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I am not sure my question has a concrete answer, but anyway. I am writing a function with a lot of parameters, each one can be either None or have a limited range of values. Since I don't trust the user to give me good input, I have to check each parameter for its type, and if it's in the right type (or None), then I would like to see if it's in the right range. This mean I have a lot of code like this:

# size
if isinstance(size, str):
    if size in range(4):
        self.data[uid]['size'] = int(size)
    else:
        warnings.warn("ID %s: illegal size %s" % (uid, size))
        self.data[uid]['size'] = None
elif size == None:                                
    self.data[uid]['size'] = None
else:
    warnings.warn("ID %s: illegal size %s" % (uid, str(size)))
    self.data[uid]['size'] = None

etc. As this is becoming repetitive, I was wondering if there might be a library that would automate this, throw exceptions/warnings and reduce code redundancy.

Thanks

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6  
I have to check each parameter for its type Sounds like you're doing it wrong. You should just use it as the expected type and then catch the failure. –  Falmarri Jan 19 '11 at 22:03
3  
I used to think I had to check the input too. When I stopped doing that, programing became MUCH easier. Just assume it's fine, and handle the errors. This is related to the python idiom "Easier to Ask Forgiveness than Permission". –  Wilduck Jan 19 '11 at 22:07
2  
Use size is None instead of == (because == calls .__eq__() which may or may not behave correctly when comparing against None). –  Greg Hewgill Jan 19 '11 at 22:08
1  
Since when can isinstance(size, str) and size == None both be true? Since when can isinstance(size, str) and size in range(4) both be true?? You have if/else/elif/else at the same level of indentation! Please consider posting a careful copy of code that actually compiles and runs (and doesn't have any tabs in it). –  John Machin Jan 19 '11 at 22:27
1  
Just to be extra pedantic, the check should most likely be isinstance(size, basestring), just incase size is a unicode. –  David Wolever Jan 19 '11 at 22:29
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4 Answers

up vote 1 down vote accepted

I was wondering if there might be a library that would automate this, throw exceptions/warnings and reduce code redundancy.

I use formencode for stuff like this. It appears to be only for parsing HTML forms, but it will happily parse and validate anything you pass to it. You define schema classes that validate all input at once.

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I would rewrite this:

# size
if isinstance(size, str):
    if size in range(4):
        self.data[uid]['size'] = int(size)
    else:
        warnings.warn("ID %s: illegal size %s" % (uid, size))
        self.data[uid]['size'] = None
elif size == None:                                
    self.data[uid]['size'] = None
else:
    warnings.warn("ID %s: illegal size %s" % (uid, str(size)))
    self.data[uid]['size'] = None

like this:

if size in ["0", "1", "2", "3"]: # alternative: if size in map(str, range(4)):
    self.data[uid]['size'] = int(size)
else:
    if size != None:
        warnings.warn("ID %s: illegal size %s" % (uid, size))
    self.data[uid]['size'] = None    

What I sincerely don't like is the use of isinstance(size, str) (explicit typechecking is generally frowned upon in Python since it easily breaks ducktyping).

This is the reason why you won't easily find a library in Python to automate typechecking: it goes against the core intent of the language.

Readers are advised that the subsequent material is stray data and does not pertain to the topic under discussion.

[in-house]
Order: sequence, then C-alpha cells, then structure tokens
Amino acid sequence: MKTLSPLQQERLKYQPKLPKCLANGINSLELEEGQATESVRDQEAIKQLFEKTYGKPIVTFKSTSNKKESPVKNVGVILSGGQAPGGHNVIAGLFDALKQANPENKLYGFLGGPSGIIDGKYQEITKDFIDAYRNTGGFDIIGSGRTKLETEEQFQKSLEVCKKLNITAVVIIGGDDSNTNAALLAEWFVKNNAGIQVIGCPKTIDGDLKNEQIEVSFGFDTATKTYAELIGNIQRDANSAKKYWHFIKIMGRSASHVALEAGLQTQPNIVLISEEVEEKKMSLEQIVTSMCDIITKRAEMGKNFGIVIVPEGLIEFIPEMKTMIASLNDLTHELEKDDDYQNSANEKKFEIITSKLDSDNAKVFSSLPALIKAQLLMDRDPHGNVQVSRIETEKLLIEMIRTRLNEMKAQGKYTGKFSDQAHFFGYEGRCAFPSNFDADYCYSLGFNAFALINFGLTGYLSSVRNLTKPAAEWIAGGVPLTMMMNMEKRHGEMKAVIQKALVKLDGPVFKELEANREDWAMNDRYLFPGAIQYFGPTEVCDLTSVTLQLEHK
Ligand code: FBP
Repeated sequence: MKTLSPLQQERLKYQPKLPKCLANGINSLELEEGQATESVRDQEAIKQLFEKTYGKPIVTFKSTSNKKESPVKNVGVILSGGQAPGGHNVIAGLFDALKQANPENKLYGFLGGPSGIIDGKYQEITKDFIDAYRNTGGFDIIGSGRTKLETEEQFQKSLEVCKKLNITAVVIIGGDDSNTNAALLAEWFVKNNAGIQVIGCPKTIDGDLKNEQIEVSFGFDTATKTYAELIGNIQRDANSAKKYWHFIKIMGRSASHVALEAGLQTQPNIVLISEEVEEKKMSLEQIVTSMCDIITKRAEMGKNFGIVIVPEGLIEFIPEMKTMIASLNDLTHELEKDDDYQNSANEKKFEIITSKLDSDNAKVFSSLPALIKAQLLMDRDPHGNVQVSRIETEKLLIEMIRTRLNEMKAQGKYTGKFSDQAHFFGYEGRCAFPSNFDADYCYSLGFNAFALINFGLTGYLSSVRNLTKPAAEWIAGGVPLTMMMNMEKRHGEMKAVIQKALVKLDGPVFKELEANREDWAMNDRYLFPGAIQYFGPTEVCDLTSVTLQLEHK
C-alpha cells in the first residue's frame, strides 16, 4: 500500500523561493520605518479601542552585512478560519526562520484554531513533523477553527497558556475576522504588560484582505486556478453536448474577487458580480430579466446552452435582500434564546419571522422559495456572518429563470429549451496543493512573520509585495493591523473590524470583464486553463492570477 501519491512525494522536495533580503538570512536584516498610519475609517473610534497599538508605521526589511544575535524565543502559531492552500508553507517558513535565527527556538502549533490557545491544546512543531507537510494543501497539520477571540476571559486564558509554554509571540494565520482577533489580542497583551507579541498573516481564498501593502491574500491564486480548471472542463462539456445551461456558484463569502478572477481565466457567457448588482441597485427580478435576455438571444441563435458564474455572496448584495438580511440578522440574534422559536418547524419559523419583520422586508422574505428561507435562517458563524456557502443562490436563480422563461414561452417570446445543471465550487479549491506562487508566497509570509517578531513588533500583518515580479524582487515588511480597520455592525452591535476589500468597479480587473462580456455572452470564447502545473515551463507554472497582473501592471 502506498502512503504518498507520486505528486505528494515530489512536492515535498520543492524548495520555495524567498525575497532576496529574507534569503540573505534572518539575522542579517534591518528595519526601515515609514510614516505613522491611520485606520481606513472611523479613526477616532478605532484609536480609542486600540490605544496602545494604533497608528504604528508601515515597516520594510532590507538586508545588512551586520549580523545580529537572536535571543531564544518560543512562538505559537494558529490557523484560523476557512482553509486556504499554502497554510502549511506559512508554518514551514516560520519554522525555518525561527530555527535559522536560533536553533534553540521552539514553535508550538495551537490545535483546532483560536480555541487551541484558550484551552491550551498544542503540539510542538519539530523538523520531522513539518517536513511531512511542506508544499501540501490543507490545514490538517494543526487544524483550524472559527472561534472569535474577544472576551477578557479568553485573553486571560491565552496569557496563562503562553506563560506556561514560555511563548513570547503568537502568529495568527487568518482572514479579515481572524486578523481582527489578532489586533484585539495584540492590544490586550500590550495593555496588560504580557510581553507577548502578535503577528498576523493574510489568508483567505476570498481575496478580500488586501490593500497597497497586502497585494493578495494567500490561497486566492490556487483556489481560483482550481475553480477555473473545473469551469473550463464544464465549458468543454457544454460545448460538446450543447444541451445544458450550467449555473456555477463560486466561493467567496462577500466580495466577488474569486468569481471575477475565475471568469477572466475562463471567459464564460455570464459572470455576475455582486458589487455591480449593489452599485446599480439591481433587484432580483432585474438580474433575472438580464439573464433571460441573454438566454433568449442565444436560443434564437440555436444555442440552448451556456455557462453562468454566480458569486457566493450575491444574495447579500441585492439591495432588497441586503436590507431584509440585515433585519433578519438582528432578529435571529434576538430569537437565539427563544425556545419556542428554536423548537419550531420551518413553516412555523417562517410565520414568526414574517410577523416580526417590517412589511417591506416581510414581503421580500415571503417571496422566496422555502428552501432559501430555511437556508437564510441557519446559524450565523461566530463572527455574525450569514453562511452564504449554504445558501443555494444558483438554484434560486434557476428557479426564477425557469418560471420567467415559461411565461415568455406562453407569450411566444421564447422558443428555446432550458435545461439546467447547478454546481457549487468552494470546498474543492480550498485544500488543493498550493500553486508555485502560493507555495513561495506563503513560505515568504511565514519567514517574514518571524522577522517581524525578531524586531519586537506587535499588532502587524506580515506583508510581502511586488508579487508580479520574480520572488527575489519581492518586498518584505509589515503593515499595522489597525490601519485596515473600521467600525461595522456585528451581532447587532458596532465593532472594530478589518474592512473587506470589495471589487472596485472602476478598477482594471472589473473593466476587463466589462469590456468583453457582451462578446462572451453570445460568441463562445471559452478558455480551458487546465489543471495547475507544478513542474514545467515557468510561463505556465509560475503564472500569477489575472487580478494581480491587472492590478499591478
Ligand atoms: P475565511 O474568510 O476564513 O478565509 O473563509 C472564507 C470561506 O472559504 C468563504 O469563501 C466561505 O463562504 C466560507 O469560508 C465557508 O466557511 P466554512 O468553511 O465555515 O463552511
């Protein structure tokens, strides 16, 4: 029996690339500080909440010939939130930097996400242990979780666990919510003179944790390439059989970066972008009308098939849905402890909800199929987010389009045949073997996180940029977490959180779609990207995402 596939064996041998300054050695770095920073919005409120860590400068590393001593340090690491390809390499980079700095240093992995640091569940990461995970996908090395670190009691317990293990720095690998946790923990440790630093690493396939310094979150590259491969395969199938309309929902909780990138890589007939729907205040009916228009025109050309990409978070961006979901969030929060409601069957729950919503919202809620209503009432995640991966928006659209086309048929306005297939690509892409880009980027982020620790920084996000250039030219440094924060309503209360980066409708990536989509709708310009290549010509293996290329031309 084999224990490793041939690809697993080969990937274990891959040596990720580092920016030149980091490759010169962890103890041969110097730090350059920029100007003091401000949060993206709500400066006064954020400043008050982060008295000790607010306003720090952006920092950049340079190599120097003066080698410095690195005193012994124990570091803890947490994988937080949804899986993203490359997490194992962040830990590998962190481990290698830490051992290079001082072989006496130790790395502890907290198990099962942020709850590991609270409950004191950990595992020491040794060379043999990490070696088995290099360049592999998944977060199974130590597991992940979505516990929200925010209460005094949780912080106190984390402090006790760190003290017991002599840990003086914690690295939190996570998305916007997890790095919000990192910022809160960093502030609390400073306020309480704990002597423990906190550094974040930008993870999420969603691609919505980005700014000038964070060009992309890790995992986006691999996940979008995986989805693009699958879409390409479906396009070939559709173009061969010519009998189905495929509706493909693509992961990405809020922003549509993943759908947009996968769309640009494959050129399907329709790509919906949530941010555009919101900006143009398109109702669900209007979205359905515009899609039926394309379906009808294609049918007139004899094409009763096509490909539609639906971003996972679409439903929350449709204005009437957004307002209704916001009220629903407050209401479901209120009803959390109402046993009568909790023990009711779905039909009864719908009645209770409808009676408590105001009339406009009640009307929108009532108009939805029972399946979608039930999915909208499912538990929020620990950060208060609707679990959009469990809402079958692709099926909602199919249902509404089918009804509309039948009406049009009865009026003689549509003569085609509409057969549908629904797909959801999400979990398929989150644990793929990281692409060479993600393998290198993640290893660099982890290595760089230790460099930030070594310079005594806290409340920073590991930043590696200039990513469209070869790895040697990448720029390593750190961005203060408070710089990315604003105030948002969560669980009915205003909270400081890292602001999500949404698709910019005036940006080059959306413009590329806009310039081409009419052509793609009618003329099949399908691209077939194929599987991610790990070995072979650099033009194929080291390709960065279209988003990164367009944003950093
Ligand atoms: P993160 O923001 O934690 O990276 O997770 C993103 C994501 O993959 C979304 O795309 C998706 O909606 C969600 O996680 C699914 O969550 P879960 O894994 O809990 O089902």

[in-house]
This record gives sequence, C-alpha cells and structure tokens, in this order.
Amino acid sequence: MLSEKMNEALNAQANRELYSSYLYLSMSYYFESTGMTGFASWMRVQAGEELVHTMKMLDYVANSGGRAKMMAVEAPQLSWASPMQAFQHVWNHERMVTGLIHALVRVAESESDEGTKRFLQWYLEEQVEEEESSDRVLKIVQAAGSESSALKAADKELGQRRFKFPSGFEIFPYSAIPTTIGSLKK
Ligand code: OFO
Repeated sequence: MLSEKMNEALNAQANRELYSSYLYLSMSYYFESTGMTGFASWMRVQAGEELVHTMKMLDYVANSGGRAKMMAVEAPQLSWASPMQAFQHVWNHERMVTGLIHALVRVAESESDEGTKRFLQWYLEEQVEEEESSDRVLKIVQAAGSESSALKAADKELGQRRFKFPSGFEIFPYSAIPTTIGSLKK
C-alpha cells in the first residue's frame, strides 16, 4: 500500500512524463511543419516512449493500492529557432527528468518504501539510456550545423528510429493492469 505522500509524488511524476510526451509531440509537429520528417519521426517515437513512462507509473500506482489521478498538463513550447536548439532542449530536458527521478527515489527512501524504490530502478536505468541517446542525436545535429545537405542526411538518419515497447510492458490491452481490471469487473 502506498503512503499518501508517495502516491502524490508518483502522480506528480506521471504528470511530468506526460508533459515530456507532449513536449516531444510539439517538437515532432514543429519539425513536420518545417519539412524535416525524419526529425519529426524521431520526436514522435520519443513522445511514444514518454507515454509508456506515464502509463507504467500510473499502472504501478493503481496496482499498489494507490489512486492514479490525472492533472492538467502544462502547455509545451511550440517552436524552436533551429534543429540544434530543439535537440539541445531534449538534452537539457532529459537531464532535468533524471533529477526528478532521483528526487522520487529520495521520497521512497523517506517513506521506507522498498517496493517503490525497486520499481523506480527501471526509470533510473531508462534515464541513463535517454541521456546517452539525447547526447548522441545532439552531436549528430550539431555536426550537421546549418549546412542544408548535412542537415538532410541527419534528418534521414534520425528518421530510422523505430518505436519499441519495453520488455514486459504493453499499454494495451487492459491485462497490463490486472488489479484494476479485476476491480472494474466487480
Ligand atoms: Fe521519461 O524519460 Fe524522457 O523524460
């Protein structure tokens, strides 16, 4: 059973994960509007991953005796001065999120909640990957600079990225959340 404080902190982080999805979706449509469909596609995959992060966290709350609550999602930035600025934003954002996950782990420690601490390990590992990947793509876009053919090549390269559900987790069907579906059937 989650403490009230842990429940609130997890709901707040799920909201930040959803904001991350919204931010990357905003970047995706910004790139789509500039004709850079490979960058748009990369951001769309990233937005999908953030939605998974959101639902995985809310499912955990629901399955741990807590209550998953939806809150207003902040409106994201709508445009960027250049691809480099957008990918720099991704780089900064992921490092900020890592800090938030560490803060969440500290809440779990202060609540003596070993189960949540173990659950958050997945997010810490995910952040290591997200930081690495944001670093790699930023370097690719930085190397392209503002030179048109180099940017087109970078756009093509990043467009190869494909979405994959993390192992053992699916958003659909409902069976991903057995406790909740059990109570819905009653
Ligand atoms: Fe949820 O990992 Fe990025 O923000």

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-1: Inconsistent: gets an exception if size == "foo" or size == "123.45" but a warning if size is "-666" and no warning if size == 1.23 (a float) –  John Machin Jan 19 '11 at 23:54
    
@John Machin: True, fixed (for the OP's assumed requirements). –  ChristopheD Jan 19 '11 at 23:59
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I would agree with the above: assume the size is of the right type, let an exception be raised (or an error be returned) if it isn't.

There is a useful pattern, though, when you're dealing with input that might raise an exception: wrapping any exceptions raised by the input so they include the input. For example, so you'll get:

ParseError: while parsing 'number = foo': ValueError: invalid literal for int() with base 10: 'foo'

The code looks something like this:

try:
    parse(input)
catch Exception, e:
    raise ParseError("while parsing %r: %r" %(input, e)), None, sys.exc_info()[2]

The third argument to raise will use the original traceback, so the stack trace will point you to the line which actually caused the error (eg, size = int(value)) rather than the call to raise.

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If your project is a library and your "user" is another developer, don't do this at all. At most, replace your tests with an assertion:

assert 0 <= int(size) <= 4, "size must be between 0 and 4"

This way, when the user provides bad input, they'll hear about it straight away - then it becomes their responsibility to get it right.


If your project is an application and your "user" is my grandmother, you need to do your own verification: crashing out is not an acceptable response. However, in this case you should know more about the possible input (for example, it's come from a text box, therefore it can only be a string).

My suggestion would be to code your utility functions as above and perform validation separately (ie. UI layer). It is very rare that a utility/library function should validate and override (even with a warning) the value: it needs to prevent the caller/user from getting any further until they have gotten their side of things right.

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